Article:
Canada's biggest bank, Royal Bank of Canada , is among the 16 institutions that could become ensnarled by the probe into the setting of the Libor rate that UBS disclosed Tuesday.
The Swiss Bank revealed the existence of the probe in page 318 of its annual report, saying it has received subpoenas from the SEC, the U.S. Commodity Futures Trading Commission and the U.S. Department of Justice in connection with submissions to the British Bankers' Association, which sets Libor rates.
(For more about Libor and how it's calculated, click here for a good resource).
"UBS understands that the investigations focus on whether there were improper attempts by UBS, either acting on its own or together with others, to manipulate Libor rates at certain times," the bank stated. It added that the Japan Financial Supervisory Agency is also investigating.
The Financial Times is reporting that the investigation centres on the panel of 16 banks that helped the British Bankers' Association set Libor for U.S. dollars from 2006 to 2008. The newspaper said that all panel members, including RBC, are believed to have received at least an informal request for information, which is an earlier stage in an investigative process before a subpoena.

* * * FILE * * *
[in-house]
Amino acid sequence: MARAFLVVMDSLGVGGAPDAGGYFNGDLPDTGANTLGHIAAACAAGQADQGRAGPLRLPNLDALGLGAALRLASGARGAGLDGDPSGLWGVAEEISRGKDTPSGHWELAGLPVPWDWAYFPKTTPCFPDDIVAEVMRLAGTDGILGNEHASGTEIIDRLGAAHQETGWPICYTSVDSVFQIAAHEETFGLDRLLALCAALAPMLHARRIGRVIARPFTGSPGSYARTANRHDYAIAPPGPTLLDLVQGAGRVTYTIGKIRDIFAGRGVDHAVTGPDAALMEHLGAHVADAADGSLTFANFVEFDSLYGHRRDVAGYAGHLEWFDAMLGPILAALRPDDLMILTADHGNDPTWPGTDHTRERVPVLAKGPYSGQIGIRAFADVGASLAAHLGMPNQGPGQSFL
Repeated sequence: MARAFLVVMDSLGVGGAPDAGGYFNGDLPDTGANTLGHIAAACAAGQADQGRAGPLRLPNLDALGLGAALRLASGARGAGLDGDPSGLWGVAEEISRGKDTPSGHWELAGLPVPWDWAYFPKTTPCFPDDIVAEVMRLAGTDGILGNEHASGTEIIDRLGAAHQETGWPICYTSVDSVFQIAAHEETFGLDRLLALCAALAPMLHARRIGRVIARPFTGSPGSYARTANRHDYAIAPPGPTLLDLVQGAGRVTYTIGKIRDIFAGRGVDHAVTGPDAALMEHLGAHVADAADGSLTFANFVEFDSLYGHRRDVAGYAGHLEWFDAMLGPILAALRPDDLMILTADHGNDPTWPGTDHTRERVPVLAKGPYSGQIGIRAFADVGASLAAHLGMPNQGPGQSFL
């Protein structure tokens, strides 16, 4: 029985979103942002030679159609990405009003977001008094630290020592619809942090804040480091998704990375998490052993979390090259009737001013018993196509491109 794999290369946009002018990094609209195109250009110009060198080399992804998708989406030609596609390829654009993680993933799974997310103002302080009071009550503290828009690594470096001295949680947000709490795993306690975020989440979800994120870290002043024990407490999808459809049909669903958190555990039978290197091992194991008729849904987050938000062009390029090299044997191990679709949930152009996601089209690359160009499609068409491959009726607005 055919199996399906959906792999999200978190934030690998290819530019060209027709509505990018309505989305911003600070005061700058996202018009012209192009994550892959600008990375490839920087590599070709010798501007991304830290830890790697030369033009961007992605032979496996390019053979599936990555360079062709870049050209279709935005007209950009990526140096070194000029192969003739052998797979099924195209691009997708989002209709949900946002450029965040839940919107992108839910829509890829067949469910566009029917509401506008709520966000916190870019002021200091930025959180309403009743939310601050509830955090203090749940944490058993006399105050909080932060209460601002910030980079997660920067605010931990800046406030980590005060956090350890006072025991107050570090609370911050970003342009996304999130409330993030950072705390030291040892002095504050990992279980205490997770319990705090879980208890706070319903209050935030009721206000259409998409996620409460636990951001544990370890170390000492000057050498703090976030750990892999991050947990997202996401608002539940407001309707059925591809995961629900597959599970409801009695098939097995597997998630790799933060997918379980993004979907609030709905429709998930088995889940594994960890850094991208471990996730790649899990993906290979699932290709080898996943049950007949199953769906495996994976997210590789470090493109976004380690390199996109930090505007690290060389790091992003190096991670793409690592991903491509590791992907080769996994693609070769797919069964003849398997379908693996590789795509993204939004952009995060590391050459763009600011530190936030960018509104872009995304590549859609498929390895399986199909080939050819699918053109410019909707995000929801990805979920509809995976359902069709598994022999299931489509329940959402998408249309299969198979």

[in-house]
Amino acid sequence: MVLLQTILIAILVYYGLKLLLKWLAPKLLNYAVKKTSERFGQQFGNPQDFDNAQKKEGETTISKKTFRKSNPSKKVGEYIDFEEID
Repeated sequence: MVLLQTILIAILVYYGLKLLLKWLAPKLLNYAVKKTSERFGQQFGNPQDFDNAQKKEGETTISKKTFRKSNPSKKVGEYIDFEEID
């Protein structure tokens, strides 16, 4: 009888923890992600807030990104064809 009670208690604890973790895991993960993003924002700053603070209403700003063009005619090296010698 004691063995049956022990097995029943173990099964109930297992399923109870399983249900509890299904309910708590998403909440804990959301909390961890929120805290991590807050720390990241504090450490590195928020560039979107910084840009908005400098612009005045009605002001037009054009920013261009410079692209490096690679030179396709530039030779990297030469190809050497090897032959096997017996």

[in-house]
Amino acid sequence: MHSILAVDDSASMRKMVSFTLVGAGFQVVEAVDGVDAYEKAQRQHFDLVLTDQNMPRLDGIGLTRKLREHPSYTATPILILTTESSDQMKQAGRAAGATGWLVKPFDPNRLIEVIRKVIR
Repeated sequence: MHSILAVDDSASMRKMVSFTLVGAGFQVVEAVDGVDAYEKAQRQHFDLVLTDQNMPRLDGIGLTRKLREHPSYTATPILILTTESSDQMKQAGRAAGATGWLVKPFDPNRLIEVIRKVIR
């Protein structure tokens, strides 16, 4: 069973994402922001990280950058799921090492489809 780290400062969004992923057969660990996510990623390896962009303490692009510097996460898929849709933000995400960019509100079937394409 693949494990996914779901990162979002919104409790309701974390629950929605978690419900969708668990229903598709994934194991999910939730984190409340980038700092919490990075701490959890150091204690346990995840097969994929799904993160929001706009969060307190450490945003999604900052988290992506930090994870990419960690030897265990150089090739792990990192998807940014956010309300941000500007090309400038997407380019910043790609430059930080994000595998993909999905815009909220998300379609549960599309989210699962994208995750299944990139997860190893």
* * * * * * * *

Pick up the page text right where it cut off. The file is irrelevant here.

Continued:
Other banks on the panel include Bank of America, Barclays, Citibank, Credit Suisse, Deutsche Bank, HSBC, JPMorgan Chase, Lloyds, Rabobank, Bank of Tokyo-Mitsubishi, Norinchukin Bank, Royal Bank of Scotland, and West LB, the FT reported.
A spokesperson for RBC declined to comment Tuesday. Royal Bank's first-quarter financial results came out earlier this month and did not include any information about this probe, suggesting that at least at that point the bank had not been subpoenaed.